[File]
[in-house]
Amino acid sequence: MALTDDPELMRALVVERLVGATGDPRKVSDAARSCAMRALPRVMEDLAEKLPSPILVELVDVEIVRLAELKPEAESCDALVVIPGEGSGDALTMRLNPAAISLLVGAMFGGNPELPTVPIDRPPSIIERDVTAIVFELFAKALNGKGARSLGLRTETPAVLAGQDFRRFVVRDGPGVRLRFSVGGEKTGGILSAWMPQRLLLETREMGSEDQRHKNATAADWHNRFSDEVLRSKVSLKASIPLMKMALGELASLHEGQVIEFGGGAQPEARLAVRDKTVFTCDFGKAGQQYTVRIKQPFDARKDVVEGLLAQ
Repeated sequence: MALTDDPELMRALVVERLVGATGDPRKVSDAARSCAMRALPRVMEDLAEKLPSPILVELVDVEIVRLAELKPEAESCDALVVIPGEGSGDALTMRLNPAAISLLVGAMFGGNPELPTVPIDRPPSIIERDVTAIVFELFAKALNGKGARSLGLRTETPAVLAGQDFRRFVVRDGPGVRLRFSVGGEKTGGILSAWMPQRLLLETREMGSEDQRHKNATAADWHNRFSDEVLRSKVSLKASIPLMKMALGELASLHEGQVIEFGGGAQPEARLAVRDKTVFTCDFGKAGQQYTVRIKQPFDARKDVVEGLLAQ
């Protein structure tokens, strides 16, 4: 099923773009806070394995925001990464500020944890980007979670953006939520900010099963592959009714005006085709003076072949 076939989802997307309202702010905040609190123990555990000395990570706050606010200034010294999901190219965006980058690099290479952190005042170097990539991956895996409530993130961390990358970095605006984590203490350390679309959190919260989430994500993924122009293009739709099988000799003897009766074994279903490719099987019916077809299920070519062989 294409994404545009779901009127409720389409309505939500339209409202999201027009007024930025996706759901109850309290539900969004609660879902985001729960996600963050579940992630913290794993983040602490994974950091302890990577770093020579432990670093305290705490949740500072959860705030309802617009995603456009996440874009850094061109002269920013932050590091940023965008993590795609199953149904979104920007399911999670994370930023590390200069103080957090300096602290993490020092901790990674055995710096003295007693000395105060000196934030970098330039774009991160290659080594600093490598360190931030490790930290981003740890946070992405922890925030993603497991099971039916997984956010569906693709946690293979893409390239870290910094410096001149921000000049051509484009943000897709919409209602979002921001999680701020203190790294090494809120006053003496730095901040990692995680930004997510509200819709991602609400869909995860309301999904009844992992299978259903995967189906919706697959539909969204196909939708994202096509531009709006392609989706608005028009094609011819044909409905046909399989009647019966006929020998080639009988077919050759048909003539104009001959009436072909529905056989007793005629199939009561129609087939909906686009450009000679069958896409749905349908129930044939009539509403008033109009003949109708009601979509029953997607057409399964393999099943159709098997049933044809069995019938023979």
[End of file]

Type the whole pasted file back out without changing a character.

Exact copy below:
[in-house]
Amino acid sequence: MALTDDPELMRALVVERLVGATGDPRKVSDAARSCAMRALPRVMEDLAEKLPSPILVELVDVEIVRLAELKPEAESCDALVVIPGEGSGDALTMRLNPAAISLLVGAMFGGNPELPTVPIDRPPSIIERDVTAIVFELFAKALNGKGARSLGLRTETPAVLAGQDFRRFVVRDGPGVRLRFSVGGEKTGGILSAWMPQRLLLETREMGSEDQRHKNATAADWHNRFSDEVLRSKVSLKASIPLMKMALGELASLHEGQVIEFGGGAQPEARLAVRDKTVFTCDFGKAGQQYTVRIKQPFDARKDVVEGLLAQ
Repeated sequence: MALTDDPELMRALVVERLVGATGDPRKVSDAARSCAMRALPRVMEDLAEKLPSPILVELVDVEIVRLAELKPEAESCDALVVIPGEGSGDALTMRLNPAAISLLVGAMFGGNPELPTVPIDRPPSIIERDVTAIVFELFAKALNGKGARSLGLRTETPAVLAGQDFRRFVVRDGPGVRLRFSVGGEKTGGILSAWMPQRLLLETREMGSEDQRHKNATAADWHNRFSDEVLRSKVSLKASIPLMKMALGELASLHEGQVIEFGGGAQPEARLAVRDKTVFTCDFGKAGQQYTVRIKQPFDARKDVVEGLLAQ
């Protein structure tokens, strides 16, 4: 099923773009806070394995925001990464500020944890980007979670953006939520900010099963592959009714005006085709003076072949 076939989802997307309202702010905040609190123990555990000395990570706050606010200034010294999901190219965006980058690099290479952190005042170097990539991956895996409530993130961390990358970095605006984590203490350390679309959190919260989430994500993924122009293009739709099988000799003897009766074994279903490719099987019916077809299920070519062989 294409994404545009779901009127409720389409309505939500339209409202999201027009007024930025996706759901109850309290539900969004609660879902985001729960996600963050579940992630913290794993983040602490994974950091302890990577770093020579432990670093305290705490949740500072959860705030309802617009995603456009996440874009850094061109002269920013932050590091940023965008993590795609199953149904979104920007399911999670994370930023590390200069103080957090300096602290993490020092901790990674055995710096003295007693000395105060000196934030970098330039774009991160290659080594600093490598360190931030490790930290981003740890946070992405922890925030993603497991099971039916997984956010569906693709946690293979893409390239870290910094410096001149921000000049051509484009943000897709919409209602979002921001999680701020203190790294090494809120006053003496730095901040990692995680930004997510509200819709991602609400869909995860309301999904009844992992299978259903995967189906919706697959539909969204196909939708994202096509531009709006392609989706608005028009094609011819044909409905046909399989009647019966006929020998080639009988077919050759048909003539104009001959009436072909529905056989007793005629199939009561129609087939909906686009450009000679069958896409749905349908129930044939009539509403008033109009003949109708009601979509029953997607057409399964393999099943159709098997049933044809069995019938023979």